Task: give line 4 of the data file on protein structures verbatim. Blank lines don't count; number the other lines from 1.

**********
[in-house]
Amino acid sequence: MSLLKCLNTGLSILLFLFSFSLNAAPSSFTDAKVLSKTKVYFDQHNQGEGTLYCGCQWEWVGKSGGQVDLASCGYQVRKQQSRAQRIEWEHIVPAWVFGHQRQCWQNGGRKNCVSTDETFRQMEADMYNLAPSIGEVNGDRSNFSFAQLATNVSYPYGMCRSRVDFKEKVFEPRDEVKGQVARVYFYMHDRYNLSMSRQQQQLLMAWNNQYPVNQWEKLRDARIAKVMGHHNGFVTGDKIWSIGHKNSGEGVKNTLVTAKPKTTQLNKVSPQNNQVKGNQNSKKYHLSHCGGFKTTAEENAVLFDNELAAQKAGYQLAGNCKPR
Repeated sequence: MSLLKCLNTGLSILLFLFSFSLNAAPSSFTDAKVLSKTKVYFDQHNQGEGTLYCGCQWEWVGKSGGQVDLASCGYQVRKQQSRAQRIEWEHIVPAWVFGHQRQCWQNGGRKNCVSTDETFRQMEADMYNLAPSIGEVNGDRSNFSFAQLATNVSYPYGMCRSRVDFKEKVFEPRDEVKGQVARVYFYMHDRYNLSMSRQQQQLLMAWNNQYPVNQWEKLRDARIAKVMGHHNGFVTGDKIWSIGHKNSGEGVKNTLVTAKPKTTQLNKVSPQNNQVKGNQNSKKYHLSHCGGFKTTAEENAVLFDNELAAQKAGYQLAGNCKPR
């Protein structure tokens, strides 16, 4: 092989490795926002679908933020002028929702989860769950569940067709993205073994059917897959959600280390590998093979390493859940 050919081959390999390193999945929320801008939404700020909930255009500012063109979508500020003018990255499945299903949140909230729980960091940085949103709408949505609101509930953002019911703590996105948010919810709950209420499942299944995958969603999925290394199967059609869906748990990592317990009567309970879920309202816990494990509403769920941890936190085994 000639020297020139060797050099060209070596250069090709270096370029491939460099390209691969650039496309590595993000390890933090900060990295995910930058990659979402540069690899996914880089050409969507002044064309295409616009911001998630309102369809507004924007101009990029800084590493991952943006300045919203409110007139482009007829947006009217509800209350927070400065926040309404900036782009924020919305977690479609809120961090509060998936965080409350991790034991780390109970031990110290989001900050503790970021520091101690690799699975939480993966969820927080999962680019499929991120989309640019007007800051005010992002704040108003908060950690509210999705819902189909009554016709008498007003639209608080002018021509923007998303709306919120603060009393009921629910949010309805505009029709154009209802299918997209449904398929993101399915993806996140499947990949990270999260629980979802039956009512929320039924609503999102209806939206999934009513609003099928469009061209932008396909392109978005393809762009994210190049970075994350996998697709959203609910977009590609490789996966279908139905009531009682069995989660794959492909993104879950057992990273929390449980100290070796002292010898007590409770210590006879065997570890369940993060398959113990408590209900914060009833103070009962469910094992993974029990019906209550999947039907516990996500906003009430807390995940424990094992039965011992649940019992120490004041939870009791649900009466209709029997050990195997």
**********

């Protein structure tokens, strides 16, 4: 092989490795926002679908933020002028929702989860769950569940067709993205073994059917897959959600280390590998093979390493859940 050919081959390999390193999945929320801008939404700020909930255009500012063109979508500020003018990255499945299903949140909230729980960091940085949103709408949505609101509930953002019911703590996105948010919810709950209420499942299944995958969603999925290394199967059609869906748990990592317990009567309970879920309202816990494990509403769920941890936190085994 000639020297020139060797050099060209070596250069090709270096370029491939460099390209691969650039496309590595993000390890933090900060990295995910930058990659979402540069690899996914880089050409969507002044064309295409616009911001998630309102369809507004924007101009990029800084590493991952943006300045919203409110007139482009007829947006009217509800209350927070400065926040309404900036782009924020919305977690479609809120961090509060998936965080409350991790034991780390109970031990110290989001900050503790970021520091101690690799699975939480993966969820927080999962680019499929991120989309640019007007800051005010992002704040108003908060950690509210999705819902189909009554016709008498007003639209608080002018021509923007998303709306919120603060009393009921629910949010309805505009029709154009209802299918997209449904398929993101399915993806996140499947990949990270999260629980979802039956009512929320039924609503999102209806939206999934009513609003099928469009061209932008396909392109978005393809762009994210190049970075994350996998697709959203609910977009590609490789996966279908139905009531009682069995989660794959492909993104879950057992990273929390449980100290070796002292010898007590409770210590006879065997570890369940993060398959113990408590209900914060009833103070009962469910094992993974029990019906209550999947039907516990996500906003009430807390995940424990094992039965011992649940019992120490004041939870009791649900009466209709029997050990195997």